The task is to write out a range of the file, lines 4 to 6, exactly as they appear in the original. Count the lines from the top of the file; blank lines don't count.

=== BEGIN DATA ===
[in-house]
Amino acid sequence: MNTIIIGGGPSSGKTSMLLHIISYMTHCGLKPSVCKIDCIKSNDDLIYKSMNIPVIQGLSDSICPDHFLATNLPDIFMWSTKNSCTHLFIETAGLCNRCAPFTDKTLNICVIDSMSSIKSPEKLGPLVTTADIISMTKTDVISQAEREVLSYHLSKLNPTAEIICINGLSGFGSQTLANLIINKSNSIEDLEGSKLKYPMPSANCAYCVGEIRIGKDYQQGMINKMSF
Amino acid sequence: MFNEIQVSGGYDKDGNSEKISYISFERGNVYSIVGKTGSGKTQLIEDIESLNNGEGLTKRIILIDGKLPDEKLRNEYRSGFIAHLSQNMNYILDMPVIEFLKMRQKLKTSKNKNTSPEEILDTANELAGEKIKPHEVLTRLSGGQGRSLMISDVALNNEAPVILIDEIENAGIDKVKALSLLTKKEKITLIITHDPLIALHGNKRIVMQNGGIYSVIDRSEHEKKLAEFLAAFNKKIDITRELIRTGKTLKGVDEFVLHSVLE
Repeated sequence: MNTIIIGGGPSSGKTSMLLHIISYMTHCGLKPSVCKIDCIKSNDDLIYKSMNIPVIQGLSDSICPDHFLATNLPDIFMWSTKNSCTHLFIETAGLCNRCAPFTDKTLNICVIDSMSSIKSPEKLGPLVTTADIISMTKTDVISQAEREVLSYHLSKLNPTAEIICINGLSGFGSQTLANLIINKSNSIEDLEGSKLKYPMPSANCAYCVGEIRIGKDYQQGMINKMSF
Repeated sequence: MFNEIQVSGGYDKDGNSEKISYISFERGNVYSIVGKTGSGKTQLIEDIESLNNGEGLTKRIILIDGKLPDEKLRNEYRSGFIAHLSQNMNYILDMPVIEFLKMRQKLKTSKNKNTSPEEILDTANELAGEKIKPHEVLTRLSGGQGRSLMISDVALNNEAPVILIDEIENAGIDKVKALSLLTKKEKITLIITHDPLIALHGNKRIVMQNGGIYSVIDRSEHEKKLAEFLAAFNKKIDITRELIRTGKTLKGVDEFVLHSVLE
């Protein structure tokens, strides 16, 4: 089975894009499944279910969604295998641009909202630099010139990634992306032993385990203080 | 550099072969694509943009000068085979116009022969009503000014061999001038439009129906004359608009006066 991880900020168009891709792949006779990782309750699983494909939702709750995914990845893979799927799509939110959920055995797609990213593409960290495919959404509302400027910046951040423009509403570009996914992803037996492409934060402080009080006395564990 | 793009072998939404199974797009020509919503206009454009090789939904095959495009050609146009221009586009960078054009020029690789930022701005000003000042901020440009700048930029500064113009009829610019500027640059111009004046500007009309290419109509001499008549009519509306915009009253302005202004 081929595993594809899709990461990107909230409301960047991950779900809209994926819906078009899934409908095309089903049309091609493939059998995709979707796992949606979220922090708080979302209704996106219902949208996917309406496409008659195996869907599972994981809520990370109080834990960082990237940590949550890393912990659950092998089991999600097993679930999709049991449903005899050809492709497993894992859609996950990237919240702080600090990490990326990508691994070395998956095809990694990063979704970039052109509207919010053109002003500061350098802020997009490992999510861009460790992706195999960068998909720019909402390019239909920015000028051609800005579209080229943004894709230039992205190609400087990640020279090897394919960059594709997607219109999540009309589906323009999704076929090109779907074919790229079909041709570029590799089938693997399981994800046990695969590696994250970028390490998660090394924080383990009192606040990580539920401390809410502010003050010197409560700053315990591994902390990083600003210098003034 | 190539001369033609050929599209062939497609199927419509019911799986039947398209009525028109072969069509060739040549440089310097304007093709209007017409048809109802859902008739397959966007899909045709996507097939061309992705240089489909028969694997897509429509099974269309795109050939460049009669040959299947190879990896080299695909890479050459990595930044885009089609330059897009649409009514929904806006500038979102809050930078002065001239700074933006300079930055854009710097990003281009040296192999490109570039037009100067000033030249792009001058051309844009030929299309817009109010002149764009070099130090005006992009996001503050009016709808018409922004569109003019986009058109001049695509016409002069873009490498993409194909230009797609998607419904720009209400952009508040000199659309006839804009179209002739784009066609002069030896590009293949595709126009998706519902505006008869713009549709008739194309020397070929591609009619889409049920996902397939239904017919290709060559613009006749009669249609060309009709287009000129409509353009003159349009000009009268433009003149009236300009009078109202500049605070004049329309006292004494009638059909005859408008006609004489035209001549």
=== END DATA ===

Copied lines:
Repeated sequence: MNTIIIGGGPSSGKTSMLLHIISYMTHCGLKPSVCKIDCIKSNDDLIYKSMNIPVIQGLSDSICPDHFLATNLPDIFMWSTKNSCTHLFIETAGLCNRCAPFTDKTLNICVIDSMSSIKSPEKLGPLVTTADIISMTKTDVISQAEREVLSYHLSKLNPTAEIICINGLSGFGSQTLANLIINKSNSIEDLEGSKLKYPMPSANCAYCVGEIRIGKDYQQGMINKMSF
Repeated sequence: MFNEIQVSGGYDKDGNSEKISYISFERGNVYSIVGKTGSGKTQLIEDIESLNNGEGLTKRIILIDGKLPDEKLRNEYRSGFIAHLSQNMNYILDMPVIEFLKMRQKLKTSKNKNTSPEEILDTANELAGEKIKPHEVLTRLSGGQGRSLMISDVALNNEAPVILIDEIENAGIDKVKALSLLTKKEKITLIITHDPLIALHGNKRIVMQNGGIYSVIDRSEHEKKLAEFLAAFNKKIDITRELIRTGKTLKGVDEFVLHSVLE
């Protein structure tokens, strides 16, 4: 089975894009499944279910969604295998641009909202630099010139990634992306032993385990203080 | 550099072969694509943009000068085979116009022969009503000014061999001038439009129906004359608009006066 991880900020168009891709792949006779990782309750699983494909939702709750995914990845893979799927799509939110959920055995797609990213593409960290495919959404509302400027910046951040423009509403570009996914992803037996492409934060402080009080006395564990 | 793009072998939404199974797009020509919503206009454009090789939904095959495009050609146009221009586009960078054009020029690789930022701005000003000042901020440009700048930029500064113009009829610019500027640059111009004046500007009309290419109509001499008549009519509306915009009253302005202004 081929595993594809899709990461990107909230409301960047991950779900809209994926819906078009899934409908095309089903049309091609493939059998995709979707796992949606979220922090708080979302209704996106219902949208996917309406496409008659195996869907599972994981809520990370109080834990960082990237940590949550890393912990659950092998089991999600097993679930999709049991449903005899050809492709497993894992859609996950990237919240702080600090990490990326990508691994070395998956095809990694990063979704970039052109509207919010053109002003500061350098802020997009490992999510861009460790992706195999960068998909720019909402390019239909920015000028051609800005579209080229943004894709230039992205190609400087990640020279090897394919960059594709997607219109999540009309589906323009999704076929090109779907074919790229079909041709570029590799089938693997399981994800046990695969590696994250970028390490998660090394924080383990009192606040990580539920401390809410502010003050010197409560700053315990591994902390990083600003210098003034 | 190539001369033609050929599209062939497609199927419509019911799986039947398209009525028109072969069509060739040549440089310097304007093709209007017409048809109802859902008739397959966007899909045709996507097939061309992705240089489909028969694997897509429509099974269309795109050939460049009669040959299947190879990896080299695909890479050459990595930044885009089609330059897009649409009514929904806006500038979102809050930078002065001239700074933006300079930055854009710097990003281009040296192999490109570039037009100067000033030249792009001058051309844009030929299309817009109010002149764009070099130090005006992009996001503050009016709808018409922004569109003019986009058109001049695509016409002069873009490498993409194909230009797609998607419904720009209400952009508040000199659309006839804009179209002739784009066609002069030896590009293949595709126009998706519902505006008869713009549709008739194309020397070929591609009619889409049920996902397939239904017919290709060559613009006749009669249609060309009709287009000129409509353009003159349009000009009268433009003149009236300009009078109202500049605070004049329309006292004494009638059909005859408008006609004489035209001549």